GPhC reports 82% pass rate for July 2021 registration exam

The overall pass rate is ten percentage points higher than that of the most recent summer registration assessment in 2019.

The overall pass rate for the July 2021 registration assessment exam was 82%, data from the General Pharmaceutical Council (GPhC) have shown.

The overall pass rate is 10 percentage points higher than that of June 2019 — the most recent summer assessment — when 72% of candidates passed the exam.

There was no summer assessment held in June 2020, owing to the COVID-19 pandemic, and it was instead postponed to March 2021, with an overall pass rate of 88%.

The GPhC announced in March 2021 that the 2021 assessments would be moved from their usual dates in June and September to July and November, which were “the earliest available where Pearson VUE test centres can accommodate the predicted number of candidates under the current social distancing guidelines”.

The exam in July 2021 was held online at Pearson Vue assessment centres over three days, on 27, 28 and 29 July.

According to a statement from the GPhC on 9 September 2021, candidates sitting on 27 and 28 July saw an overall pass rate of 85% for each day. The final day, 29 July, had an overall pass rate of 75%.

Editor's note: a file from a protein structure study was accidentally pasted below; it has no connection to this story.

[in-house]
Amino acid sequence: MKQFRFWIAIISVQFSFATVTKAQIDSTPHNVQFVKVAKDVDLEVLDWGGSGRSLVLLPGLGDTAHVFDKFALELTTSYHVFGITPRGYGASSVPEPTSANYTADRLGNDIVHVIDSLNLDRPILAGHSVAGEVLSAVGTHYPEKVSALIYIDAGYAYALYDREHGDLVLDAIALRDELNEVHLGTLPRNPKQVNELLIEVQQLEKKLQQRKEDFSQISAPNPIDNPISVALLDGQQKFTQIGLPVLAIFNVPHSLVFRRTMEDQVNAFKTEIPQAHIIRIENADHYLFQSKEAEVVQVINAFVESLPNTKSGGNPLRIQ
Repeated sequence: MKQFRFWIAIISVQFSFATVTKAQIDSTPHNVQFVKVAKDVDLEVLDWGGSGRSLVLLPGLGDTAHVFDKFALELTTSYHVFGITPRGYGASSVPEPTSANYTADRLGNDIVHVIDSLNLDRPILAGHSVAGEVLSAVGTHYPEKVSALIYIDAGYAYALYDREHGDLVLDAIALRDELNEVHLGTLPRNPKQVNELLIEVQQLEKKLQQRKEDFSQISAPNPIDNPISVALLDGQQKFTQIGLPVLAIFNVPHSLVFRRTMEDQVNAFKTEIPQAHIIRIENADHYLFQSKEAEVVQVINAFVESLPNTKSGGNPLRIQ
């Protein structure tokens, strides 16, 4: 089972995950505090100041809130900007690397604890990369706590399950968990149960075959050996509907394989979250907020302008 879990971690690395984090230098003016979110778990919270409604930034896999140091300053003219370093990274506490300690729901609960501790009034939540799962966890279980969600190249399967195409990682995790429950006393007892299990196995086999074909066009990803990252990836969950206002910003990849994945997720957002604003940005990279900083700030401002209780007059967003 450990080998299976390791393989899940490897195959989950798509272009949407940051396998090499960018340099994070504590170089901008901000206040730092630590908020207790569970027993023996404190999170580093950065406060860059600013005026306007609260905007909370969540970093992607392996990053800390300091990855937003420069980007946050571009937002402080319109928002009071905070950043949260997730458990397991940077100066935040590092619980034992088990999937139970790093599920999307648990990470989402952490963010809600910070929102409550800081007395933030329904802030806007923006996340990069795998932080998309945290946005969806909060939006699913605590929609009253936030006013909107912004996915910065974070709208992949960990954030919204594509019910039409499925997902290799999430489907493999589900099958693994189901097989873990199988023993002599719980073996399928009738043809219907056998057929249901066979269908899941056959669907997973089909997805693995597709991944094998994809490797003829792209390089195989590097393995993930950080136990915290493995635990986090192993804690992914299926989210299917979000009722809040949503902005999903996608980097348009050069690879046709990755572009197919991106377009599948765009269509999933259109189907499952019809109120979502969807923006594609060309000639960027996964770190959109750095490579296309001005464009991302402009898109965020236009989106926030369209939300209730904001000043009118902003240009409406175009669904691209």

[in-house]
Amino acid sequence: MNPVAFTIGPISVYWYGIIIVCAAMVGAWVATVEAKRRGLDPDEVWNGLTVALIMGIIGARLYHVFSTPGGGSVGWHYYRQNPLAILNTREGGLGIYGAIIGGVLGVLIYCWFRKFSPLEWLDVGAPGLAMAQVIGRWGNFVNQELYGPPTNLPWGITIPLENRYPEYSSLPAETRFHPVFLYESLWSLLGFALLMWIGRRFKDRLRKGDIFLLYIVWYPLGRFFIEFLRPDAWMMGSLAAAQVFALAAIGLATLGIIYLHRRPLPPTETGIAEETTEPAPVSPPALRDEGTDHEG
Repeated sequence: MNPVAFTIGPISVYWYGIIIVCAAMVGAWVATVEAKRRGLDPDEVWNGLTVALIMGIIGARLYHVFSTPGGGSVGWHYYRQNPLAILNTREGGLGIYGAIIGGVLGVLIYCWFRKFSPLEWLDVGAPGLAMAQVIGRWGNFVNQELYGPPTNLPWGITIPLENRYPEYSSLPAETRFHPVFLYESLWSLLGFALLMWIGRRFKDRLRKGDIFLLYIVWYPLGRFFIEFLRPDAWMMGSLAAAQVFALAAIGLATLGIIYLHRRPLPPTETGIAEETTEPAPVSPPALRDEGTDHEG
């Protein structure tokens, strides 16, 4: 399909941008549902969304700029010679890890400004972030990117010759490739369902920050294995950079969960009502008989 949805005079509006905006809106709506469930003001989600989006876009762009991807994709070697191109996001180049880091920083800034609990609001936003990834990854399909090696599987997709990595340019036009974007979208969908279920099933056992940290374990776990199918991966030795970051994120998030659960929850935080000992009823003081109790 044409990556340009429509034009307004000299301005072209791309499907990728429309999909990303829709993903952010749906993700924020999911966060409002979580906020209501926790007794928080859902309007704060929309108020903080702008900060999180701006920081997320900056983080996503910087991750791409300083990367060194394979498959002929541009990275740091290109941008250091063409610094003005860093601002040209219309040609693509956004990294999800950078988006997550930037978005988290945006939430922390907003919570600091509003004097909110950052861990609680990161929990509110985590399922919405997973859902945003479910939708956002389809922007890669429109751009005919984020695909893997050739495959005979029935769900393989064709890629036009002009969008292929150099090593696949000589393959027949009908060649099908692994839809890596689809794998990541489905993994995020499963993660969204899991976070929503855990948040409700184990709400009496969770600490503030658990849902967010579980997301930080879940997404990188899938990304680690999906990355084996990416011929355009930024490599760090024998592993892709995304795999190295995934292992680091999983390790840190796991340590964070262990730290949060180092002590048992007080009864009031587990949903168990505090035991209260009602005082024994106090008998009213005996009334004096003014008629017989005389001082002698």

Of the 2,907 candidates who sat the exam, 2,371 passed. The exam also included 259 provisional registrants, of whom 177 (66%) passed.

Since 2011, pass rates for the June sitting have ranged from 72–95%.

Duncan Rudkin, chief executive of the GPhC, said the regulator “would like to congratulate the successful candidates who have demonstrated they have the knowledge and skills needed to practise safely and effectively”.

“This is a significant achievement, particularly given the challenges with completing their training during the pandemic.”

Claire Anderson, president of the Royal Pharmaceutical Society (RPS), also congratulated candidates on passing the assessment. “Achieving a pass rate of 82% — the second highest since 2016 — is testament to the hard work of preregistration candidates through adversity. As well as having to sit an online exam for the first time, candidates had the COVID-19 pandemic to contend with,” she said.

“We understand that failing an assessment can be disheartening and so we are also able to support those who may have not passed on this occasion. RPS can help them think through their next steps and prepare for a future assessment or other career options.”

Three candidates for the July assessment — all of whom were booked to sit the exams on 29 July 2021 at the Pearson Vue assessment centre in Redditch, Worcestershire — were unable to complete the assessment because of a technical problem. The affected candidates have been told that they will have to wait until November 2021 before they can sit the examination again.

In August 2021, the GPhC revealed that it intends to provide its registration assessment online until 2024 after it tendered a contract for a supplier to provide the exams.

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Citation
The Pharmaceutical Journal, PJ, September 2021, Vol 307, No 7953;307(7953)::DOI:10.1211/PJ.2021.1.104642